Last time I was there she explained how her wider family (her parents, brothers and sisters) were having trouble with something, a syndrome that my friend heard about from her counsellor (she sees someone once a week, finds it very helpful).

The thing her family were having trouble with is called the Problem Hierarchy.

The Problem Hierarchy works like this; within a family group,  even if the members are scattered around the home, even if separated  by work or school or because they live apart, they are aware of their own personal selves and their own feelings, especially their fears and problems. More to the point they are aware of how their own personal problems square up against those of the other members of the group. Because humans are social animals we crave company, especially company which offers us sympathy and support. We learn from an early age that a great way of getting what we need is to let people who are close to us know that we have problems.  This understanding comes to us at a very early age when we discover that skinning a knee gets lots of sympathy.

I've been to Blue Sky training sessions where we discussed how it's a good idea to reward a child who has played happily by herself by approaching her and showing interest, otherwise the child will learn that the only way they get your attention is by initiating a problem and getting upset.

My friend told me that her family were becoming uneasy because there was no way any of them could go to her with their problems because the loss of a child is so high up the Problem Hierarchy they fear they would appear thoughtless.

All this leads me to how the Problem Hierarchy affects us in fostering.

It's simple; it's highly unlikely that anyone else under your roof will have day-to-day problems that outweigh those of any foster child in your care. So you have to manage things accordingly.  Perhaps the foster child is aware of this and takes comfort in knowing that they have the broadest back, and that nothing that is going to be discussed at the table will match what they're dealing with.

The permutations are endless, and as with most things in fostering the Carer simply has to be on her toes all the time. There are moments to let the foster child have centre stage, and moments to ask the foster child to advise your own husband on what he should do about the neighbour who works noisily on his car until eleven o'clock at night.

As I said earlier, human relations never fall exactly into place. You can measure a child's height, but their emotional disposition is not only impossible to gauge, but it can change dramatically. A foster child can be 9 foot tall one minute and 3 inches tall seconds later. Only there's no easy way of knowing their emotional size at any given moment especially as you haven't seen them develop from day one, a factor which helps spot the feelings within your own brood.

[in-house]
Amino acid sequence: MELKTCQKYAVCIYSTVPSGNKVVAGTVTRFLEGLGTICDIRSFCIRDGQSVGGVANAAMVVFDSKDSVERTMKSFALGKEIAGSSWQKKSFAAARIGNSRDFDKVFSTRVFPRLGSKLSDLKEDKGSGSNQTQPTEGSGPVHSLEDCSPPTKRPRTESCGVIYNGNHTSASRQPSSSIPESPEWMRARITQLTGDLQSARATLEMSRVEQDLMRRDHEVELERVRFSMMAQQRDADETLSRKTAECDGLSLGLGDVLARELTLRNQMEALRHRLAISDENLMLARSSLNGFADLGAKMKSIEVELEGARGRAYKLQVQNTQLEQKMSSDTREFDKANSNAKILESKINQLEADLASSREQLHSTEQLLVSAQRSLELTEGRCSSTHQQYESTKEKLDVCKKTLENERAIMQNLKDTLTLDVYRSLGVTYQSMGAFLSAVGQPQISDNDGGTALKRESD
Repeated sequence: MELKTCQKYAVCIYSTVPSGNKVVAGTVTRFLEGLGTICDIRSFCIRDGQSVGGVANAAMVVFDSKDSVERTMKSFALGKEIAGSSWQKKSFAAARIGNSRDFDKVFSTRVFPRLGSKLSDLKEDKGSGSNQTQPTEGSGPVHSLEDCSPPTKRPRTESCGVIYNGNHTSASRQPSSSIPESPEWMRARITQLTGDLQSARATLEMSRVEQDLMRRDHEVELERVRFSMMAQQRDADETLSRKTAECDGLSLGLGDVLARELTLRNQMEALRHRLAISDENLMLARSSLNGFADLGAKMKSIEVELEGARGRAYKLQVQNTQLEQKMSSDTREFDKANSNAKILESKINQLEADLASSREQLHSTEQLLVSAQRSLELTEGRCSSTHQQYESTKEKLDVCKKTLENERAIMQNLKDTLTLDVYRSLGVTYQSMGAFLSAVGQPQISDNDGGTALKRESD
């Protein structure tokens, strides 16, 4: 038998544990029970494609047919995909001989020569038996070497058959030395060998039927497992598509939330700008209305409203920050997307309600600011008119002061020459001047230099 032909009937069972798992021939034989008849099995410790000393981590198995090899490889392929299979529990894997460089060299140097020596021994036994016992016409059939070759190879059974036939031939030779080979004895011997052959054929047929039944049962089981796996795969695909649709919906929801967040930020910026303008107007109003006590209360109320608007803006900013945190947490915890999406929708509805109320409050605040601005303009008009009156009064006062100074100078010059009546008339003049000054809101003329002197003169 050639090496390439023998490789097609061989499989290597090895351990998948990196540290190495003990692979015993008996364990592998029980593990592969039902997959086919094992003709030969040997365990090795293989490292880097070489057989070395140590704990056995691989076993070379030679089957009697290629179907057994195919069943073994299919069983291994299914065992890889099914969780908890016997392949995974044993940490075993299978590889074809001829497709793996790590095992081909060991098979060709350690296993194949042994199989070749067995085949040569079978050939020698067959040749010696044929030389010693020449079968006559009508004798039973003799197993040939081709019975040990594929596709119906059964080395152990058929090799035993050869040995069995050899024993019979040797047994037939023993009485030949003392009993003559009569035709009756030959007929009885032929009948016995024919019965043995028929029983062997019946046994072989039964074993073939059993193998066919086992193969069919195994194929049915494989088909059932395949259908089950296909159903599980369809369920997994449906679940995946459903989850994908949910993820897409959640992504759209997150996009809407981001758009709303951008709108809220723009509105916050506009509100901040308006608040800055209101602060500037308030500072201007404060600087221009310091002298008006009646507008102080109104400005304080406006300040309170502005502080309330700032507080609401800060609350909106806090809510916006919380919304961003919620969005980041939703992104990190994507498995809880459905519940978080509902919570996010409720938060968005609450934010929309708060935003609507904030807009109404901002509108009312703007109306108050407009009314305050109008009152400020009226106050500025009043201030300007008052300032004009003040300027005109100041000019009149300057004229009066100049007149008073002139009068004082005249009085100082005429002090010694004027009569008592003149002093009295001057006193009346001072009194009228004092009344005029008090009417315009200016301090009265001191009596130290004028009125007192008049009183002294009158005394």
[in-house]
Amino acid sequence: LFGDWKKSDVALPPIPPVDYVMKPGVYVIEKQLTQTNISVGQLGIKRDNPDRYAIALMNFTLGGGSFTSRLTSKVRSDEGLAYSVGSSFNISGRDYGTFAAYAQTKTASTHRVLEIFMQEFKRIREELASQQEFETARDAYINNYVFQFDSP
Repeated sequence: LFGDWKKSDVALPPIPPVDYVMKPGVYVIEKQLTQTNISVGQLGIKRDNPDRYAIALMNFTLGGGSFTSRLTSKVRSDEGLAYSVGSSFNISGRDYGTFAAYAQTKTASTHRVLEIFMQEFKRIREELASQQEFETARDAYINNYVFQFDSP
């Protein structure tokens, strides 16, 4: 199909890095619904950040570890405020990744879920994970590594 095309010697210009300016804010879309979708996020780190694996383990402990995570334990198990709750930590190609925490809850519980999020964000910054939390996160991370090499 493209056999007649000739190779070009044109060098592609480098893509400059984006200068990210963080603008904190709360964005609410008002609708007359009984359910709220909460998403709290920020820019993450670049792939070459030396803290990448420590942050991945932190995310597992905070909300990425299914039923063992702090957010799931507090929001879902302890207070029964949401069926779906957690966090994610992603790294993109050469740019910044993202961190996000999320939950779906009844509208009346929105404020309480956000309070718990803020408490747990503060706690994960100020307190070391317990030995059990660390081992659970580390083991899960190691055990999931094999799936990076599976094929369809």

Problem Hierarchy is another giddy challenge for the Foster Carer, another reason why this job is so fascinating.

But back to my big news. What was the achievement of a lifetime in my kitchen this morning?

Well, I finally managed something I have been accidentally working towards ever since I first had a kitchen to call my own. What happened was;

On my supermarket run this morning I had bought some fresh ground coffee (one of my foster children's nurse is visiting later and she prefers proper coffee to instant, and I enjoy a hit of fresh caffeine now and then too.

When I got home I needed an airtight Tupperware container to put the coffee in and store in the fridge.

I went to the back of the cupboard where my Tupperware lurks, and there it was; piled and ready to reveal to me my shining achievement. Which is that...

...my collection of assorted containers and lids (about 20 pieces in all) consisted of NOTHING but unmatchables.

Yep, every single container had lost its matching lid, and every single lid had lost its matching container.

I closed the foil coffee pack with a peg and as I put it in the fridge reflected on two of my human frailties. One; I will probably NEVER throw out the 20 useless pieces because a small voice tells me that maybe their partners will somehow turn up (stupid). Two; I felt a curious satisfaction that a measurable perfection in the world of objects, that could never be achieved in any human affairs, had at least come into my life this morning, namely that my Tupperware collection was 100% useless.

Not 50%, or even 90%. It was a watertight absolute.

And, thought I'm convinced there are no absolutes in human interaction, and in fostering you'll never play a perfect game, but I'm pretty much 100% certain that in fostering you're part of a perfect game.